Sweden Might Arrest Eritrean Officials On Arrival
Eritrean officials cancelled their plan to attend the festival they were hosting in Sweden when Swedish officials informed them on 24 July that they could not accommodate their request to meet with senior Swedish officials on such short notice.
Gedab News has also confirmed that the Swedish Ministry for Foreign Affairs told the Eritrean officials that if they do meet with the Eritrean delegation, led by Foreign Minister Osman Saleh, that they would like to include all unresolved issues between the two countries.
Topping the unresolved issues is the case of Eritrean-Swede journalist Dawit Isaak who has been in detention, without charges, since September 2001.
The Eritrean delegation was keen on attending the festival in Sweden as they do every summer because Sweden, until recently, had some of the most party-loyal Eritreans in Diaspora.
Eritreans in Sweden have been pressuring the Swedish government to issue arrest warrants for visiting Eritrean officials. Around 14,000 Eritreans live in Sweden.
Recently a new law that enables Swedish courts to persecute crimes committed elsewhere was put into effect. On the same day that the law was passed, a Swedish law firm reported President Isaias Afwerki and several of his ministers to the Swedish authorities for violation of human rights including torture.
In keeping with the Eritrean regimes representatives’ new tradition of traveling in secret, the Eritrean officials secured Italian visa so that they can fly in to Sweden without alerting the Eritrean opposition of their arrival. The “visa policy of the Schengen Area” permits almost all visitors to travel across EU states with a single entry visa issued by any of the member states.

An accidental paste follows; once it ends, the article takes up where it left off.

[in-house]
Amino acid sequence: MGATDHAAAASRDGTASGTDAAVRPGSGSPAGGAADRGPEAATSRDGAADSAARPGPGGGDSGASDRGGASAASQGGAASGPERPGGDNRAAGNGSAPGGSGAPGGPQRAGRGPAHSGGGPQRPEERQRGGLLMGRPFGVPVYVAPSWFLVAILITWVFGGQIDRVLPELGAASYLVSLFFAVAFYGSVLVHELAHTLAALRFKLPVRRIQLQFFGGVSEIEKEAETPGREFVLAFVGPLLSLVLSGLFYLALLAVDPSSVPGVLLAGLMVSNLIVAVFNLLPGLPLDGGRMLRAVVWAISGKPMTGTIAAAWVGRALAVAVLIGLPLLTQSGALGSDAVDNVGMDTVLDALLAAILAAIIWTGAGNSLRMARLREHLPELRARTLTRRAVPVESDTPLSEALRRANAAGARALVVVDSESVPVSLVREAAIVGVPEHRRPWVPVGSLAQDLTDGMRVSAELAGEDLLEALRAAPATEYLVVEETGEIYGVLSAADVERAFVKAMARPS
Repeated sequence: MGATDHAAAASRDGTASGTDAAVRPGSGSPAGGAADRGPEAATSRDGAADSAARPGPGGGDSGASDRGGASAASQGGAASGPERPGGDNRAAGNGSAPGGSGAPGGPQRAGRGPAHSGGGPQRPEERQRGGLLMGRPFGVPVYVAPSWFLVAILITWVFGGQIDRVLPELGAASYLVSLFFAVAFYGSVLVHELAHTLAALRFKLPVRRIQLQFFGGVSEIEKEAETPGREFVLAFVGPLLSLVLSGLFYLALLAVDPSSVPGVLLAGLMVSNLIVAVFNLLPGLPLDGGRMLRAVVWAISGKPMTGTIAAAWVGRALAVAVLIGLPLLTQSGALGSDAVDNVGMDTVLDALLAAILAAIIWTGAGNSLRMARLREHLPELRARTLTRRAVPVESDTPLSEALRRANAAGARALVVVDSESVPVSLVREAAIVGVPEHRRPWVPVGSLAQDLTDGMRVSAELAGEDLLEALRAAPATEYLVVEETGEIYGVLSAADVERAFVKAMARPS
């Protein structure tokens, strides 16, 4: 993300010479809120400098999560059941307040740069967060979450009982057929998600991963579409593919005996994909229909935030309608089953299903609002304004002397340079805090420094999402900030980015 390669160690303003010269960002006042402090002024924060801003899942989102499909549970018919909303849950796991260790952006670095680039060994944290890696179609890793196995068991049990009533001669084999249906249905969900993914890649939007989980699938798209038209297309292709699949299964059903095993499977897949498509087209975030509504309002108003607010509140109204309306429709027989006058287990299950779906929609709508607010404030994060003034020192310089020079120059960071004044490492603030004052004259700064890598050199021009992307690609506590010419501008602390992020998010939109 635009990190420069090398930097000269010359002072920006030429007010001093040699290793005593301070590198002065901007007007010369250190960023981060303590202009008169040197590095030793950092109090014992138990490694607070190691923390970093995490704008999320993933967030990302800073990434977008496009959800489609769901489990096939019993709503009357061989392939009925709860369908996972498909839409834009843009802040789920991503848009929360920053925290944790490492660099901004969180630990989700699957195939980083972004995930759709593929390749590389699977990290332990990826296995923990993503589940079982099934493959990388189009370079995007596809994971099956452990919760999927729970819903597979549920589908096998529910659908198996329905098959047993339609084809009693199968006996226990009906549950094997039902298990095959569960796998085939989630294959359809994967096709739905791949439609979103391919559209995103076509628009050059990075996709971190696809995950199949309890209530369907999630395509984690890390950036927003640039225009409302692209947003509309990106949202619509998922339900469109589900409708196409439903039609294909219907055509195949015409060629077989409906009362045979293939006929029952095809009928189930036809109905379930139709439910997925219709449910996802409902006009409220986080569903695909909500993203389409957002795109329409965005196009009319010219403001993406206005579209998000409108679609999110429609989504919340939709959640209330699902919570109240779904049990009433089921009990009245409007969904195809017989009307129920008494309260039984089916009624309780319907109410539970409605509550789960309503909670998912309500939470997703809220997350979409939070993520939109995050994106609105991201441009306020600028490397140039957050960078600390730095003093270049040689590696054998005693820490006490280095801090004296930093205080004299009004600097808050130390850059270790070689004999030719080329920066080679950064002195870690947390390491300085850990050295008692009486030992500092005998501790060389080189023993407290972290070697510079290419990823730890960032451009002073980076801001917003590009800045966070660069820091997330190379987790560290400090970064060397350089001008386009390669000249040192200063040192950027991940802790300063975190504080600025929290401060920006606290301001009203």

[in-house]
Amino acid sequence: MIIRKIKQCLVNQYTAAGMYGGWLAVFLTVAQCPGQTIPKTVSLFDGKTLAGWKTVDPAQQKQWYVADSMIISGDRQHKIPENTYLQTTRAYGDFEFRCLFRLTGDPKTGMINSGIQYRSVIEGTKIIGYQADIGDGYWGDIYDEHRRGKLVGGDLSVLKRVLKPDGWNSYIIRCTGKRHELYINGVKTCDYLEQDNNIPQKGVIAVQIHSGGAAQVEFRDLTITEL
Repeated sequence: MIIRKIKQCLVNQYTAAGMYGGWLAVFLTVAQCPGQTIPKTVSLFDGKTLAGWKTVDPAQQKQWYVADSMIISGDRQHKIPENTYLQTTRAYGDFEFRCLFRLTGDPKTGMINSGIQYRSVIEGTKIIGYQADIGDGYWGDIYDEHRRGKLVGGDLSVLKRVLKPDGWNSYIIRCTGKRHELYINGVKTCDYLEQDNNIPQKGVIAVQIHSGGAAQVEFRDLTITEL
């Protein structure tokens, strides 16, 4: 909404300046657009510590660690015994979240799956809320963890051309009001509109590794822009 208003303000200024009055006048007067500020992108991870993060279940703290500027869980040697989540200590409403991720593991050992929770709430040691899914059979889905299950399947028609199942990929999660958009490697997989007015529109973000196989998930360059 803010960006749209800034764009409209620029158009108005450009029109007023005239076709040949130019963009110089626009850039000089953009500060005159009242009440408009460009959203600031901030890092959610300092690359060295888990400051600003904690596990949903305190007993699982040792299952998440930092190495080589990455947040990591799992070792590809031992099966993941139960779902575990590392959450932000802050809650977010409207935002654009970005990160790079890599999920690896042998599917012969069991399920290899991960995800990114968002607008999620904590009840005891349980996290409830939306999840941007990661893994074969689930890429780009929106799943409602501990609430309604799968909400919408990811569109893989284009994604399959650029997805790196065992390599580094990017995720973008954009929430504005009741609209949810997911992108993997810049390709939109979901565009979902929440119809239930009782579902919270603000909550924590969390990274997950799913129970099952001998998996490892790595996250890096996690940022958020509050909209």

Coming on the heels of the disastrous festival in Bologna, Italy and the cancellation of the festival in Giessen, Germany, the Sweden festival was supposed to showcase the Eritrean regime’s stronghold of the Eritrean Diaspora.
The YPFDJ-influenced festival had nothing to offer apart from an overdose of fashion show, something totally unrelated to Eritrea. Out of 12 sets of images displayed about the festival, almost three quarters was related to the fashion show. Even the festival’s official website shows last year’s images where the Eritrean foreign minister attended.
YPFDJ is the youth franchise of the People’s Front for Democracy and Justice (PFDJ), the ruling party in Eritrea.
The Eritrean Organizing Committee of National Holidays, which usually publicizes the festival in Washington, DC, usually held at the convention center, has been tight-lipped about this year’s festival in the United States.
The Eritrean regime is obsessed with creating for itself an environment where the voice of the opposition is silenced and it goes to extreme lengths to keep even festivals a secret shared with trusted followers on as needed basis.